Yes, we’ve now learned that Jenny, the whiteboard-using HOPA (or is it HPOA) was indeed a hoax.
In my previous blog post, I explained my thoughts on how Jenny’s actions—even motivated by understandable frustration—were unfair and could have negative consequences on her career. The fact that it is a hoax does not diminish the point I was trying to make: Using the Web for revenge might make you think you got the last laugh, but it might come back to bite you in the butt.
Will Others Mimic Jenny’s Approach?
What worries me now are copycats. Comments on both TheChive.com and other sites featuring the story were nearly universally supportive with a GIRL POWER vibe. I can’t help but wonder if there are young women out there inspired by this hoax who might actually do something like this, feeling that it is somehow empowering or provides them with the capacity to strike back from what they thought was a helpless position.
But following this course of action can lead someone to be victimized all over again, this time with the weight of company policy—or even the law—behind it. Rather than being called a “hot piece of ass” by a jerk-of-a-boss, your company might label you “unprofessional,” “vindictive,” “untrustworthy” or any number of things that will affect your job there, and perhaps follow you across your career. And if this jerk-of-a-boss can build a case that these actions damaged his (or her) career and ability to make a living, there might be financial consequences.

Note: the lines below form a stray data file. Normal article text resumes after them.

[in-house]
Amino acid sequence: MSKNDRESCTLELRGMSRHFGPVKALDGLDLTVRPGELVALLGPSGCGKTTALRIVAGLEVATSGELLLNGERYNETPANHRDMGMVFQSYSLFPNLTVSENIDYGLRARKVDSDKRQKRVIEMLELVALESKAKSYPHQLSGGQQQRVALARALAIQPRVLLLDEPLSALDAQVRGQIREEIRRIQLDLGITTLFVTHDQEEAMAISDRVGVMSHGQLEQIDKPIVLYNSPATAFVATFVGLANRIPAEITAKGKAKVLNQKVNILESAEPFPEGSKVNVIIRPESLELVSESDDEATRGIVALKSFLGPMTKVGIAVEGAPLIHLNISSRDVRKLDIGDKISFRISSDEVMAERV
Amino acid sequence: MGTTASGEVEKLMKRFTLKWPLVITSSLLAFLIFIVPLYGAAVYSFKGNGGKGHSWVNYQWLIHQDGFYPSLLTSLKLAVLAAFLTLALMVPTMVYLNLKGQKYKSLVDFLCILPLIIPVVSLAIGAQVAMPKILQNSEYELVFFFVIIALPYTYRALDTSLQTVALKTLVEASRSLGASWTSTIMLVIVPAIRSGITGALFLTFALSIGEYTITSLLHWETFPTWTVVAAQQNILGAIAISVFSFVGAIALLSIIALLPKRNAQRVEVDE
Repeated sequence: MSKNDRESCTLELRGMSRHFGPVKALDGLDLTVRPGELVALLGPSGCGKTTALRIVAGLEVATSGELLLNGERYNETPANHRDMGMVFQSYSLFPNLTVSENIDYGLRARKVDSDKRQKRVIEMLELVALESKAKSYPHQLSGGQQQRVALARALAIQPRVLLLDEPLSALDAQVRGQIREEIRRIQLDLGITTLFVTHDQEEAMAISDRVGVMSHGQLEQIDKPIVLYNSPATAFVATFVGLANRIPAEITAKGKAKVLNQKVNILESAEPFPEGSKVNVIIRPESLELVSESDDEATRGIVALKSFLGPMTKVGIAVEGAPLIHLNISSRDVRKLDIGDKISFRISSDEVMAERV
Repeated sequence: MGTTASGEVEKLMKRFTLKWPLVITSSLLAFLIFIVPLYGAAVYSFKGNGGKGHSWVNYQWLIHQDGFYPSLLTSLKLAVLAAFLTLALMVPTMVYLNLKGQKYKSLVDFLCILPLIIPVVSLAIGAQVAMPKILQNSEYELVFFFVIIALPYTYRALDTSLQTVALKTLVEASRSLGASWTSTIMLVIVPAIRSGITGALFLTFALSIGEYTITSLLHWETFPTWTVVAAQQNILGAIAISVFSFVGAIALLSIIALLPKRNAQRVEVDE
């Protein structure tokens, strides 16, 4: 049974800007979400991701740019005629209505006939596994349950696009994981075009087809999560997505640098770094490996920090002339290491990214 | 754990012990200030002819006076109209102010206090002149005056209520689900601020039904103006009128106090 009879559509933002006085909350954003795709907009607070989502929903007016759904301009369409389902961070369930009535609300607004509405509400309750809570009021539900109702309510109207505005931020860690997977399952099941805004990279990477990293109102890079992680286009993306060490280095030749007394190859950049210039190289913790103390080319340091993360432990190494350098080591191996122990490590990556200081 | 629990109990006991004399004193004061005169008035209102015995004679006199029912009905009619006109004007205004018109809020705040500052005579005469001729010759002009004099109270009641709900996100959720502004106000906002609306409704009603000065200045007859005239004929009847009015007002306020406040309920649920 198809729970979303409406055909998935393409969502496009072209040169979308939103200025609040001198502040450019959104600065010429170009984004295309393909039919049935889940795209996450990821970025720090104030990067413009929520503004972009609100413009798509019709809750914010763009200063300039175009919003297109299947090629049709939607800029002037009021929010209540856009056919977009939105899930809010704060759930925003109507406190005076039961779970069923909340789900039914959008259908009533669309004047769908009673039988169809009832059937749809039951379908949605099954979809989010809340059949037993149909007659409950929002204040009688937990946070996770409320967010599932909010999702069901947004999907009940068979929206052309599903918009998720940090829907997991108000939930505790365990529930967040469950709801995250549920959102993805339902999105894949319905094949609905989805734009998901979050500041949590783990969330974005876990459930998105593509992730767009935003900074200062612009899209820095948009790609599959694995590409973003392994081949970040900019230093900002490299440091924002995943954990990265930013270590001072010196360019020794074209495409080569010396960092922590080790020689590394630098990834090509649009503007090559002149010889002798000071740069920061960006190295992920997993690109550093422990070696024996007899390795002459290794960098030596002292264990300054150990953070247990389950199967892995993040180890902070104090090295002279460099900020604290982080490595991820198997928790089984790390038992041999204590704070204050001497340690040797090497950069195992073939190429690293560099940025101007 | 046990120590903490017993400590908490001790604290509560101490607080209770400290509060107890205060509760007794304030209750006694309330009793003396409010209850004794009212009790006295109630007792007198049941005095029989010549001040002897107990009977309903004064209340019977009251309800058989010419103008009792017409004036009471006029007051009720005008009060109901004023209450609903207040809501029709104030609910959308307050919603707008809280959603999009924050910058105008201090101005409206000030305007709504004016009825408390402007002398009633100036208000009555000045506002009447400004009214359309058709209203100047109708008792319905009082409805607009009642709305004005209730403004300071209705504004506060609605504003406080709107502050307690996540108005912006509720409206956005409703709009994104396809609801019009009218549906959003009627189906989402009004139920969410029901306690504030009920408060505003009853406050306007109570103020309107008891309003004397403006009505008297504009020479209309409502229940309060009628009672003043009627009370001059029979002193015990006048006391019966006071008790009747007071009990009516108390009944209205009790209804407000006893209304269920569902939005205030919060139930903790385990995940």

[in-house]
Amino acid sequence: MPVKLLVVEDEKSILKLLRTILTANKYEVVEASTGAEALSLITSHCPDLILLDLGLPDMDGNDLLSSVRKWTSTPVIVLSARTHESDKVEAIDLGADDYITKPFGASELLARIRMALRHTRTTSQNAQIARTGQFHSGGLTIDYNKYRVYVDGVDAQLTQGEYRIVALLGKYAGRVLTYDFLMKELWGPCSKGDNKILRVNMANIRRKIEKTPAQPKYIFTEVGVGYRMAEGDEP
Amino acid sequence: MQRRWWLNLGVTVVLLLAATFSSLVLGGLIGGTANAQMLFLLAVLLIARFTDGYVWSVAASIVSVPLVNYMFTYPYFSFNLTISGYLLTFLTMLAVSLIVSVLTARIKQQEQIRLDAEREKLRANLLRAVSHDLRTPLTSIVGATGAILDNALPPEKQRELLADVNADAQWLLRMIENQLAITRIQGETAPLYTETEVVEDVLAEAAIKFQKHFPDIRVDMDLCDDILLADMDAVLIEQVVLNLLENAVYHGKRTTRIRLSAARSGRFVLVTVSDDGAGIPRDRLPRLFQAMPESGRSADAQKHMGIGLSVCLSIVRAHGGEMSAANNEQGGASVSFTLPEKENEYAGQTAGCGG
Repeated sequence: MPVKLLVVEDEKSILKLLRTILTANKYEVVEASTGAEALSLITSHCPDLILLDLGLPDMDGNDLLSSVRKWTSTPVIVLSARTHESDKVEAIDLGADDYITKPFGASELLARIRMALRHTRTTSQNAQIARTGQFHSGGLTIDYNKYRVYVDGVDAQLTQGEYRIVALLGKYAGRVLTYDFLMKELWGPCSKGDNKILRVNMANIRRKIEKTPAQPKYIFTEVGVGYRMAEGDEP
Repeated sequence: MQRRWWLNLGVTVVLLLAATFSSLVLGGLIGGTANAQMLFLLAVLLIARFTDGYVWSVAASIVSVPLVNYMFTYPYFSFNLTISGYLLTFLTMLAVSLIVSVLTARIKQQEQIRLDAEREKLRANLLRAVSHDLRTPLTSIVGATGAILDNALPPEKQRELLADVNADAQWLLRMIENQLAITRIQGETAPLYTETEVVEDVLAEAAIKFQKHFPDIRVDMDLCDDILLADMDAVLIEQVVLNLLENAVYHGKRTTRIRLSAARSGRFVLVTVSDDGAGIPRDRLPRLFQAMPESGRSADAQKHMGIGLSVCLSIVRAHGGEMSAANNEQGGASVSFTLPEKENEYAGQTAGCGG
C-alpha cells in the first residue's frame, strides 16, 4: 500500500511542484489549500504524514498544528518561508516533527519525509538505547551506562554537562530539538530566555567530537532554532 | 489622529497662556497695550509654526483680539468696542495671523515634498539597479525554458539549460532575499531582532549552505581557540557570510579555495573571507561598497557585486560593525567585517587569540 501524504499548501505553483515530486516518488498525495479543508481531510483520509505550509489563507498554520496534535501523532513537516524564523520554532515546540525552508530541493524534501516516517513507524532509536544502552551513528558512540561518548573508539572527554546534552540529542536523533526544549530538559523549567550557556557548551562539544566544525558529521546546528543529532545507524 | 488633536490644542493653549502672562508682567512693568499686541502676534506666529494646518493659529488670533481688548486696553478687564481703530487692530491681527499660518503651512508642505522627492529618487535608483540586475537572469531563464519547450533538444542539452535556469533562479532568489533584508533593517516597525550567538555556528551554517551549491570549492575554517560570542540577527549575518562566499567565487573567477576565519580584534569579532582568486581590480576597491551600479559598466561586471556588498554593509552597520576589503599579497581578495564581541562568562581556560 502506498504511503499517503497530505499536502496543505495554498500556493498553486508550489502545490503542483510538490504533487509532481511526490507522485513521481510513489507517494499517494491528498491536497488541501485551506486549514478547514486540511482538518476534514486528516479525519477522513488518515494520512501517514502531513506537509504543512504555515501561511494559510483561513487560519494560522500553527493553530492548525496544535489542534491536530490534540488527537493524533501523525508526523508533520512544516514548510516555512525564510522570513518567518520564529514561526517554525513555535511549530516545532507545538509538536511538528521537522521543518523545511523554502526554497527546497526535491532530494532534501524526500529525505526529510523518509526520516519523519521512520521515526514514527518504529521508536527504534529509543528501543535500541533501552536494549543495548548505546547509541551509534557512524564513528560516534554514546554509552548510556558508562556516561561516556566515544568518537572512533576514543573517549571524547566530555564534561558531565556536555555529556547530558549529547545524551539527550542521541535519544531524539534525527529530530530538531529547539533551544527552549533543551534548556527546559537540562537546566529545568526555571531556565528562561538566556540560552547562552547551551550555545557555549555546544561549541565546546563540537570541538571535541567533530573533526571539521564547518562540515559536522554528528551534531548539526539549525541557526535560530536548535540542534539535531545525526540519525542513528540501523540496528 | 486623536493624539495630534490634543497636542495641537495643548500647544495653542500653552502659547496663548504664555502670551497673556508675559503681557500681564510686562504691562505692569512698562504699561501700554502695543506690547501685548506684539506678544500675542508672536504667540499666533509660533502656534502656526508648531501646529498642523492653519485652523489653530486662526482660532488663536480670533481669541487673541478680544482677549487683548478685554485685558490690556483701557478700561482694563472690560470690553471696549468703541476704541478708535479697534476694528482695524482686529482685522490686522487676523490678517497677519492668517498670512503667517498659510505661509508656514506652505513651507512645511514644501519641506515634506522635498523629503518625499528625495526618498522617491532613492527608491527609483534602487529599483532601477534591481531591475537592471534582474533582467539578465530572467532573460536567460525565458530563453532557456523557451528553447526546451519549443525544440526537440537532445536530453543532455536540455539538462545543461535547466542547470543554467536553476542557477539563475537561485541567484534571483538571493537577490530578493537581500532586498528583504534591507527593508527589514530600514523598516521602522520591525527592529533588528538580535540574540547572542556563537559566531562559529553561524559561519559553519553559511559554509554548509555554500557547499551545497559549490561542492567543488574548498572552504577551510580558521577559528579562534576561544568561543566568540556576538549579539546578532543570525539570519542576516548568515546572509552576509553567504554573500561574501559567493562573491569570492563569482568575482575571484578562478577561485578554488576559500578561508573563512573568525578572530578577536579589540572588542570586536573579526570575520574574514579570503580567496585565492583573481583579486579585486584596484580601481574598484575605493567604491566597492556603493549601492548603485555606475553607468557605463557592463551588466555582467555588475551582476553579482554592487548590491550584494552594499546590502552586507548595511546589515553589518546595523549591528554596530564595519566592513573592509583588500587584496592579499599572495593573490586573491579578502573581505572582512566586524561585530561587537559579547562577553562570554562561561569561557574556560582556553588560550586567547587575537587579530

I don’t want to belabor the point here, but there is nothing GIRL POWER! about this type of online revenge scheme. It just reinforces the notion that women are petty, vindictive and would rather stab you in the back than stand up to you—stereotypes women have been fighting against for a long time.
If you want to be empowered, talked to your HR representative. If they can’t (or won’t) help you, contact your jurisdiction’s workers’ rights organization.